“But if we manage to formulate and implement an efficient, comprehensive policy for population saving, then Russia’s population may increase up to 154 million,” he writes. “The historic cost at stake in choosing between action and inertia is therefore some 50 million lives within the next 40 years.”
But what say demographic experts?
Russian demographic experts agree that their science is a tricky one, and that implementing sensible policies today can radically change population projections over several decades. Yet most say Putin’s ideas are unlikely to make much of a dent in Russia’s stubborn demographic decline, and will do nothing to change the internal migration that’s hollowing out Russia’s vast Siberian and far eastern territories, which contain most of the country’s precious raw materials.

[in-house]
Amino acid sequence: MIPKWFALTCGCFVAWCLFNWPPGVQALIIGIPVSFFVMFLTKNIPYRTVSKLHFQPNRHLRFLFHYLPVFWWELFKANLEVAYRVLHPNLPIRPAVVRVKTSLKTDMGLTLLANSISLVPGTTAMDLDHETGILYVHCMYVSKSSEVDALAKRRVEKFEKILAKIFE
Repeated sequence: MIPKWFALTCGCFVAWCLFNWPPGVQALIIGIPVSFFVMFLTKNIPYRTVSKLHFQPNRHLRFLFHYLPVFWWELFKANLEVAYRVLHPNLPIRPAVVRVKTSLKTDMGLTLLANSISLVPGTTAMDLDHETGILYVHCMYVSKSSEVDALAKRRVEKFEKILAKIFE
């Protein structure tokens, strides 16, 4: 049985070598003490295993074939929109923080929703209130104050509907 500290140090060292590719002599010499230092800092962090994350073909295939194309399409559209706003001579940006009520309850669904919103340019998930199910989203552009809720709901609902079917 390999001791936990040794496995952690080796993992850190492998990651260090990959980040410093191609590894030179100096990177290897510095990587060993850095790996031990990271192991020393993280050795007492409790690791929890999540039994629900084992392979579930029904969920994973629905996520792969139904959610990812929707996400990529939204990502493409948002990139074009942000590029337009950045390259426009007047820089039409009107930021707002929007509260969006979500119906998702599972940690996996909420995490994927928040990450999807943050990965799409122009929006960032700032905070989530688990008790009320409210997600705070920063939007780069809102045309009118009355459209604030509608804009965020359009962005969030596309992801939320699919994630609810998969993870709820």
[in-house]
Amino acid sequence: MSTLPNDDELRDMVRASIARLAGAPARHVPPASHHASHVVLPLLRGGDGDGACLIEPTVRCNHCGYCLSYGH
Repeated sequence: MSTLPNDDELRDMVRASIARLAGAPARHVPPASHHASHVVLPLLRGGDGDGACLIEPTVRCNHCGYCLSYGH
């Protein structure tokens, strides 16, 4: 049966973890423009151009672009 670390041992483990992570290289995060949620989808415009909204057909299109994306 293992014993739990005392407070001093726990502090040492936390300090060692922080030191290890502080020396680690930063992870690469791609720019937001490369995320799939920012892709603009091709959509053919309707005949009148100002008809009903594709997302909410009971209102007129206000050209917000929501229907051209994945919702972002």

“Putin counts on lowering the mortality rate by reducing alcohol consumption and drug abuse and getting people to go in more for sports. These are realistic measures,” says Boris Denisov, a demographer at Moscow State University. “But the authorities’ wish to raise the birth rate is based on the idea that women and families want more children, but lack enough money and other resources to do so. So, the reasoning goes, if they are given apartments and more money, they will have more babies. There is no evidence to support this idea. Many countries in the world have higher living standards than Russia but the same or even lower fertility rates.”
According to Putin, families with more than three children would receive housing priorities and a special allowance of 7,000 rubles (about $250) per child monthly, while other state benefits would make it easier for working women to find daycare, adjust their working schedules to maternal demands, and upgrade their professional qualifications.
“Many families with three children are living in poverty and, while you can’t actually feed a child with 7,000 rubles a month, it’s better than nothing,” says Zhanna Zaynchkovskaya, an expert with the independent Center for Migration Studies in Moscow.